The SRB is delighted to be hosting a seminar devoted to women readers and writers at the Writing and Society Research Centre on Friday 22 March 2019. Beth Driscoll will be elaborating on the ideas presented in this essay at the seminar. She’ll be joined by Sara Knox, Frances An and Julieanne Lamond in a discussion chaired by SRB editor Catriona Menzies-Pike and WSRC Deputy Director Dr Anne Jamison.
The Frankfurt Book Fair is the largest event in global publishing, where publishers and agents meet to trade international rights and announce massive advances for the latest buzzworthy titles. In 2017, when I first attended, there were 7300 exhibitors from over 100 countries. The gender dynamics of the publishing industry are on display here; so, too, is the commerce of book culture. Hall after hall, row after row, stand after stand promote books of all kinds: from cookbooks, to children’s activity books, to the Obamas’ respective memoirs. Beholding all this, it’s natural to ask: what would the Frankfurt School think?
The Frankfurt School was active in Germany in the mid-twentieth century, and its key theorists include Theodor Adorno, Max Horkheimer, Walter Benjamin, and Jurgen Habermas (note: no women). They are known for their critiques of capitalism. In Dialectic of Enlightenment (1944), Horkheimer and Adorno argue that the ‘culture industry’ is a form of mass deception, creating a ‘circle of manipulation and retroactive need.’ It is probably fair to say that they are not natural allies of the book fair. To truly test this idea, my research partner Professor Claire Squires and I created a tote bag. Tote bags are the cultural accessory of our times — throwaway and consumerist (we made ours on Zazzle), while displaying cultural capital (confess: do you own a New Yorker tote bag?). Our tote bag is based on the cheapest available stock, upon which was printed our custom logo.
Our nifty layout and font were conversation starters that signaled a bet each way. On the one hand, FFS to the massive oversupply of books. On the other, FFS to those grumpy theorists themselves. Because, like so many others before and since, they tend to disparage mass culture by associating it with women.
In a 1986 essay that bears rereading, Andreas Huyssen observes that discourse of the nineteenth century ‘consistently and obsessively genders mass culture and the masses as feminine, while high culture, whether traditional or modern, clearly remains the privileged realm of male activities.’ The Frankfurt School, in the twentieth century, focused on the professionalised mediation of culture rather than mass culture as such, yet Huyssen notes that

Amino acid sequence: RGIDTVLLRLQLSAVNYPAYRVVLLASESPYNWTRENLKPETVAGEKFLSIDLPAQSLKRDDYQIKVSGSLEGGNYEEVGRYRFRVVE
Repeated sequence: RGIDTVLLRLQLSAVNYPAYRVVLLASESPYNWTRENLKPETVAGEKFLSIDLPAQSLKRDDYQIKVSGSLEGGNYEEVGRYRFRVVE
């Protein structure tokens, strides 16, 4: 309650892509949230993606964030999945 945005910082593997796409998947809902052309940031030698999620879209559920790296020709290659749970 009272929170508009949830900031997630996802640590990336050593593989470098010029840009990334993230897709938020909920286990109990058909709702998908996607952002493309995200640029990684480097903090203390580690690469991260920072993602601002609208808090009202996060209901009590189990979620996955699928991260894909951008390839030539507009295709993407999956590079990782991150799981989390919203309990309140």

the older mode of thinking surfaces time and again in the language, if not in the argument. Thus Adorno and Horkheimer argue that mass culture ‘cannot renounce the threat of castration,’ and they feminize it explicitly, as the evil queen of the fairy tale when they claim that ‘mass culture, in her mirror, is always the most beautiful in the land’… Examples such as these show that the inscription of the feminine on the notion of mass culture, which seems to have its primary place in the late nineteenth century, did not relinquish its hold.
Huyssen concludes his essay by arguing that, thanks to postmodernism, the rhetorical feminisation of mass culture has lost its persuasive power. But from the vantage point of 2019, I’m not convinced. The old patterns of thinking are still in evidence.
A gendered dichotomy between art (which is assumed to have the ethical capacity to produce social change) and entertainment (assumed to be conservative) continues to affect judgements about what is worth publishing and reading. The dichotomy drives attempts to create space for women in high literary culture; one corollary is that eminent female literary writers may distance themselves from mass cultural forms using gendered language. For example, in a recent piece for this publication, Charlotte Wood’s benchmark for banality (allowances for rhetorical overstatement notwithstanding) is ‘pink-jacketed goo from the shelf labelled Heartwarming / Relatable.’ Casting commercial fiction as banally female is one problem, but there are more: within each genre, segment and market, women struggle for legitimation. Across all its sectors, book culture remains a game that is stacked against women.
Gender inequity is countered by sites of activism across what Lisa Fletcher, Kim Wilkins and I call ‘genre worlds’. Each genre is a community of writers, readers and industry professionals, characterised by internal debates about the need for change. Recognising and supporting activism in all genres, by all kinds of participants, may be the key to shifting stubborn, obstructive structures of thought.